Markets in votes: Alienability, strict secrecy, and political clientelism

Politics, Philosophy and Economics 18 (2):193-215 (2019)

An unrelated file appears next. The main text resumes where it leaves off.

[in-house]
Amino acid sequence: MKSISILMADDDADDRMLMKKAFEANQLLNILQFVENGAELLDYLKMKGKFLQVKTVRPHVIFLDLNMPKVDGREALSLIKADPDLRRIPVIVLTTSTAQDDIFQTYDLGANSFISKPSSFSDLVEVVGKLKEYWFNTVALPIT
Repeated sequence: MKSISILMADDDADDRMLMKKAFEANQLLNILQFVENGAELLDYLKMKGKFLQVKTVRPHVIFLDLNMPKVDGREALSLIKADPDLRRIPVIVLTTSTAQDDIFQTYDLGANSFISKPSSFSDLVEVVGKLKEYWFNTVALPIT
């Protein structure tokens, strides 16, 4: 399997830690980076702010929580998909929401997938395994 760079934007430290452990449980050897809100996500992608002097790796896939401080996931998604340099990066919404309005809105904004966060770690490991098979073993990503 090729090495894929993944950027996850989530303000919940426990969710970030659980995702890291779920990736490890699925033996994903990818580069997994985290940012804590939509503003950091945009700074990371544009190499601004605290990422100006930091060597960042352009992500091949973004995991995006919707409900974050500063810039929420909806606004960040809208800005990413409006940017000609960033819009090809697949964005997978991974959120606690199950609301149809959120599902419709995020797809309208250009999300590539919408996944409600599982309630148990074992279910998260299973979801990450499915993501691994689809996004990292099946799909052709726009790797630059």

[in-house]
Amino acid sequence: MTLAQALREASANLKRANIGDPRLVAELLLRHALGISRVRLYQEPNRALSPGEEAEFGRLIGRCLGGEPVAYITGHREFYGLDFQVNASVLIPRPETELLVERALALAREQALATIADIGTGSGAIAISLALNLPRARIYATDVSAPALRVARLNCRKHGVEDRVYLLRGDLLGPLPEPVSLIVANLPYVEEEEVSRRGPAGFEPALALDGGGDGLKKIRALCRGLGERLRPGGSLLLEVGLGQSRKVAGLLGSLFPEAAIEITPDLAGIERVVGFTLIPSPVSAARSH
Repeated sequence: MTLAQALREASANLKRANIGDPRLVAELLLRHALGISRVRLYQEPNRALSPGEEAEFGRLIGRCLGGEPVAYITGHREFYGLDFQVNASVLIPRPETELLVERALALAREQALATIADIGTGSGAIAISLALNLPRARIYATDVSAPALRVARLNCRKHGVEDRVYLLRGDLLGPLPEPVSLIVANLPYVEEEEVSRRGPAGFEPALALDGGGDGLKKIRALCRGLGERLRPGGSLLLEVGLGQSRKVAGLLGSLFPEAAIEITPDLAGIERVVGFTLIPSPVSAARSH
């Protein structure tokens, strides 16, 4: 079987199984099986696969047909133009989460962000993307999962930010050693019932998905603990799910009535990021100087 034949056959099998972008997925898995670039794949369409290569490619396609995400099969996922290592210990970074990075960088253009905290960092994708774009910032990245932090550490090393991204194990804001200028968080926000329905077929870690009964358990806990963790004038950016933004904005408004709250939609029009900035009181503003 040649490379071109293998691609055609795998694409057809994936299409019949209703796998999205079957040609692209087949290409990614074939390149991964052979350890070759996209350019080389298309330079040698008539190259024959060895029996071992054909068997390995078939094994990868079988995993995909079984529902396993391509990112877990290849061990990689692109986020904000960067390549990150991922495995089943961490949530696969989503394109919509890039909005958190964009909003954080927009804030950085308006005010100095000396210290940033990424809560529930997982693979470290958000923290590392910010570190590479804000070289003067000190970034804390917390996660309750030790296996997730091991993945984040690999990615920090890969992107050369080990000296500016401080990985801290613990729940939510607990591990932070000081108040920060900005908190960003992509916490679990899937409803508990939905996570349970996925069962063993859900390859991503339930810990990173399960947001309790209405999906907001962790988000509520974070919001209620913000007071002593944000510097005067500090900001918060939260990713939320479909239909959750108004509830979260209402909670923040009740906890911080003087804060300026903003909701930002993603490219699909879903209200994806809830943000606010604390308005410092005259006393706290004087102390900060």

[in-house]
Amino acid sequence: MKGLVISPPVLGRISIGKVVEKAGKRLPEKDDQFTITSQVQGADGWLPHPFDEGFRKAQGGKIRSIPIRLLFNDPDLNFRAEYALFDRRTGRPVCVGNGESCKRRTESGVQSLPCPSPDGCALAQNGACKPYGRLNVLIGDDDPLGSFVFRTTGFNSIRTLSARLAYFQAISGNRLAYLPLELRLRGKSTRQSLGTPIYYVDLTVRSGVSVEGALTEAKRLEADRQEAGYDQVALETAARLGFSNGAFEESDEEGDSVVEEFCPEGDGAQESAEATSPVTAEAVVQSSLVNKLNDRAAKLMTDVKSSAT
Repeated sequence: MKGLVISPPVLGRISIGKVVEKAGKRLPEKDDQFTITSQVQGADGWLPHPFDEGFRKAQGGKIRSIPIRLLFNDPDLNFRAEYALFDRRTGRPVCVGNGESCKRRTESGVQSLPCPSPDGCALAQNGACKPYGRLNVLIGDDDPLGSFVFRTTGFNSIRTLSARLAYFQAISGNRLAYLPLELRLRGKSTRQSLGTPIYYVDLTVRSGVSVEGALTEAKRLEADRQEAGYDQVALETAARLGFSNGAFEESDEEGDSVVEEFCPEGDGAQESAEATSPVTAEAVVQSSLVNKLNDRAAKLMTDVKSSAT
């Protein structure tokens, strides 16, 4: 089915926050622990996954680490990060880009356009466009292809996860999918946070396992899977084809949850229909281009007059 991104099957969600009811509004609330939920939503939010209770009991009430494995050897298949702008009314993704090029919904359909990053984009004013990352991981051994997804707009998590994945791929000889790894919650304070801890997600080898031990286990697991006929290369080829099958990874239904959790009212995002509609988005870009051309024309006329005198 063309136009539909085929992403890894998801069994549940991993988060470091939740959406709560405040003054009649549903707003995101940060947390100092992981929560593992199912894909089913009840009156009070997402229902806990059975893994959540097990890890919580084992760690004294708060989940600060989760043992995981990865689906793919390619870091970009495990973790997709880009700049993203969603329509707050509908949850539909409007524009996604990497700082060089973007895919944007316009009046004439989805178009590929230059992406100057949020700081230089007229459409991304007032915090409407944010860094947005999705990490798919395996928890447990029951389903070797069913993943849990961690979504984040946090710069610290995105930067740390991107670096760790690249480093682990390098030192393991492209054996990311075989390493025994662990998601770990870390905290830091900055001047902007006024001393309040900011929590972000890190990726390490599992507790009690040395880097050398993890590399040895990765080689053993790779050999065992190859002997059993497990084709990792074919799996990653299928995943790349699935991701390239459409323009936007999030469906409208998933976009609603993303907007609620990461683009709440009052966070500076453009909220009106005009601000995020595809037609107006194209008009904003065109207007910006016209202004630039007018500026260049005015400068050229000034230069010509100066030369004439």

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Standard rationales for the illegality of markets in votes are based on concerns over the undue influence of wealth and the erosion of civic responsibility that would result from the commodification of votes. I present an alternative rationale based on how the mere alienability of votes alters the strategic setting faced by political actors. The inalienability of votes ensure the strict secrecy of voting, that is, the inability of voters to communicate credibly to others the content of their votes. In doing so, it diminishes the credibility of all political actors’ clientelistic promises to reciprocate. By drastically reducing the transaction costs of vote exchanges, the legality of markets in votes would thus exacerbate the detrimental effects of political clientelism on the quality of democratic governments.



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